So, what’s a phisherman desired catch? Tasty hooked information includes: access to laptops and personal computers, passwords, Social Security numbers, access to bank accounts and credit card numbers, and the equity in your home (with your Social Security number, phisherman can remotely apply for a home equity loan on your house). Many times, the phisherman sells your information on the dark web. That’s how they make their money. The buyer of that info, in turn, makes new credit cards and then sells those cards to the shoppers. For an entertaining factual accounting of this kind of cybercrime, read Kingpin which chronicles the exploits of a computer hacker who stole access to nearly two million credit card accounts.
So, what are some very basic protections that we “phish“ can use to avoid the hook? Here’s a brief list of some anti-phishing tactics:
* Never provide your Social Security number or any private or confidential information if you have any doubts.
* Regularly change your passwords. Make your passwords somewhat complex by using numbers and symbols and a mix of both upper case letters and lower case letters. Never use the same password for different vendors, websites or financial institutions (otherwise one password breach will ripple through your pond of privacy and financial protection). Use a secure password keeper on your cell phone to track and keep all your relatively complex passwords. Try to have a backup for that password keeper just in case your phone fails. Don’t let anyone know what your passwords are or where you keep your passwords. All this is worth the risk of the outrage of your teenage children when they can’t instantaneously access Netflix.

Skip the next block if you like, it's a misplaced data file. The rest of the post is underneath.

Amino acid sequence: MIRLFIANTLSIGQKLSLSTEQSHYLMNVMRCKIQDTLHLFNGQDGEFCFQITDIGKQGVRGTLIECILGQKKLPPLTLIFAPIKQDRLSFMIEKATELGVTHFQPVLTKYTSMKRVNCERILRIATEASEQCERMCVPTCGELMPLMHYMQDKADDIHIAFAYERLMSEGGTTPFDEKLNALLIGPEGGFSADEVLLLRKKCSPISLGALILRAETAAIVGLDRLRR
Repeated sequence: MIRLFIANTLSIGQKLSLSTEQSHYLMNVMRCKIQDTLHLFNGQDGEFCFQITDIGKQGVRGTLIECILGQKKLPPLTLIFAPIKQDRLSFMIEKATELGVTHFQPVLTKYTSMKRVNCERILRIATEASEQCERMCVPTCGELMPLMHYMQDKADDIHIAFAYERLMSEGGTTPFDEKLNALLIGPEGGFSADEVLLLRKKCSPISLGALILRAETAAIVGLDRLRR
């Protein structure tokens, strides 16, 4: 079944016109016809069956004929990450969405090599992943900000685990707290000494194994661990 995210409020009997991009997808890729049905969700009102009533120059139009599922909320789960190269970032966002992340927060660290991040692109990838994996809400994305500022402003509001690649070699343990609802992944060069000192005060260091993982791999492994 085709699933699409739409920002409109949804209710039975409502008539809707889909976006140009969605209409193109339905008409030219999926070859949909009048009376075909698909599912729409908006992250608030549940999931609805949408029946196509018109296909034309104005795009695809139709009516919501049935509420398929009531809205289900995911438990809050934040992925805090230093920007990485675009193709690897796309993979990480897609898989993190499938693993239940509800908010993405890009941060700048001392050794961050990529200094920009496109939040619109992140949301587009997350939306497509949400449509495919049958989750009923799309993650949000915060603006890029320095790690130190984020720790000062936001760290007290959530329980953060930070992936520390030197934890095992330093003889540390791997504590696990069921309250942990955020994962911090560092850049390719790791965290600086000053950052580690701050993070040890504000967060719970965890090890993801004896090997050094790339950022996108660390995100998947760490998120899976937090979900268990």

* Don’t click on suspicious email embedded links. This is not Storage Wars and the link won’t likely bring you to a storage locker full of goodies.
* Don’t store credit card numbers on websites. Otherwise, you are trusting that vendor’s security protocols.
* If you think there is a remote chance that the request for information is for a legitimate reason, don’t reply to an email, don’t click on any embedded link, and (in the case of a phone call) hang up the phone first. Then, find out the legitimate contact information of the subject vendor, confirm that contact information, and then call them directly (or visit their website via your own direct search).
* In the case of apparent spoofed emails, run your cursor over the sender’s email address. If the email shows to be a gmail account or a strange looking email address with lots of numbers and/or a suffix not related to the vendor, delete the email. In fact, it’s probably good practice to permanently delete anything you suspect as being fraudulent. If you feel like a credit card alert could be legit, where possible, download the financing institution’s bona fide app to your phone and monitor your purchases via secure application.
* On your cell phone, each time you get one of these unsolicited phishing calls, block the number. For me, this reduced the number of anonymous Chinese calls and requests to extend car warranties by over half. You can block numbers both on your cell phone and, if your home phone number is supported by VOIP, you can also block numbers via your service provider’s website (I know that Optimum allows you to do this). Using the national Do Not Call Registry is a good idea (www.donotcall.gov).